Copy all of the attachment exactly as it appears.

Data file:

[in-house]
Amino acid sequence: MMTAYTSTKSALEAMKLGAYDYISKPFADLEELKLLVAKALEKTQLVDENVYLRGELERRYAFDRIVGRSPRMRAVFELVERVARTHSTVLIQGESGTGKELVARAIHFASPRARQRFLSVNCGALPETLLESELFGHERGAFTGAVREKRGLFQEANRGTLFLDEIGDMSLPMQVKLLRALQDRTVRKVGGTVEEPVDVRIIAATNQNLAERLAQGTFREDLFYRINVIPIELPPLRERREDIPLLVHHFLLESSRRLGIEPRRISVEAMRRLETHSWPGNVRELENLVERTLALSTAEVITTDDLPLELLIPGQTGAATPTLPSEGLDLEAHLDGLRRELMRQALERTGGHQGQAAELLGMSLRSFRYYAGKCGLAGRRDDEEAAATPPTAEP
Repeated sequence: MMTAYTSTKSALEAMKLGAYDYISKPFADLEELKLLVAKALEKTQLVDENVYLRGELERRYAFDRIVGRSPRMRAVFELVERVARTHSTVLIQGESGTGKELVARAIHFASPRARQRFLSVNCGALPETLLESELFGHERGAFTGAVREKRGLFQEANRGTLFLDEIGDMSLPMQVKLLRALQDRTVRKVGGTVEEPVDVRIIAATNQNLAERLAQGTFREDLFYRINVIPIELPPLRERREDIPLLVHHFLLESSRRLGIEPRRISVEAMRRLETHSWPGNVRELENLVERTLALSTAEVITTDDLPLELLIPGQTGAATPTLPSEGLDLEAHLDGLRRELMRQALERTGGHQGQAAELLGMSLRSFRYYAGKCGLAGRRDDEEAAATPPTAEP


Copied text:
[in-house]
Amino acid sequence: MMTAYTSTKSALEAMKLGAYDYISKPFADLEELKLLVAKALEKTQLVDENVYLRGELERRYAFDRIVGRSPRMRAVFELVERVARTHSTVLIQGESGTGKELVARAIHFASPRARQRFLSVNCGALPETLLESELFGHERGAFTGAVREKRGLFQEANRGTLFLDEIGDMSLPMQVKLLRALQDRTVRKVGGTVEEPVDVRIIAATNQNLAERLAQGTFREDLFYRINVIPIELPPLRERREDIPLLVHHFLLESSRRLGIEPRRISVEAMRRLETHSWPGNVRELENLVERTLALSTAEVITTDDLPLELLIPGQTGAATPTLPSEGLDLEAHLDGLRRELMRQALERTGGHQGQAAELLGMSLRSFRYYAGKCGLAGRRDDEEAAATPPTAEP
Repeated sequence: MMTAYTSTKSALEAMKLGAYDYISKPFADLEELKLLVAKALEKTQLVDENVYLRGELERRYAFDRIVGRSPRMRAVFELVERVARTHSTVLIQGESGTGKELVARAIHFASPRARQRFLSVNCGALPETLLESELFGHERGAFTGAVREKRGLFQEANRGTLFLDEIGDMSLPMQVKLLRALQDRTVRKVGGTVEEPVDVRIIAATNQNLAERLAQGTFREDLFYRINVIPIELPPLRERREDIPLLVHHFLLESSRRLGIEPRRISVEAMRRLETHSWPGNVRELENLVERTLALSTAEVITTDDLPLELLIPGQTGAATPTLPSEGLDLEAHLDGLRRELMRQALERTGGHQGQAAELLGMSLRSFRYYAGKCGLAGRRDDEEAAATPPTAEP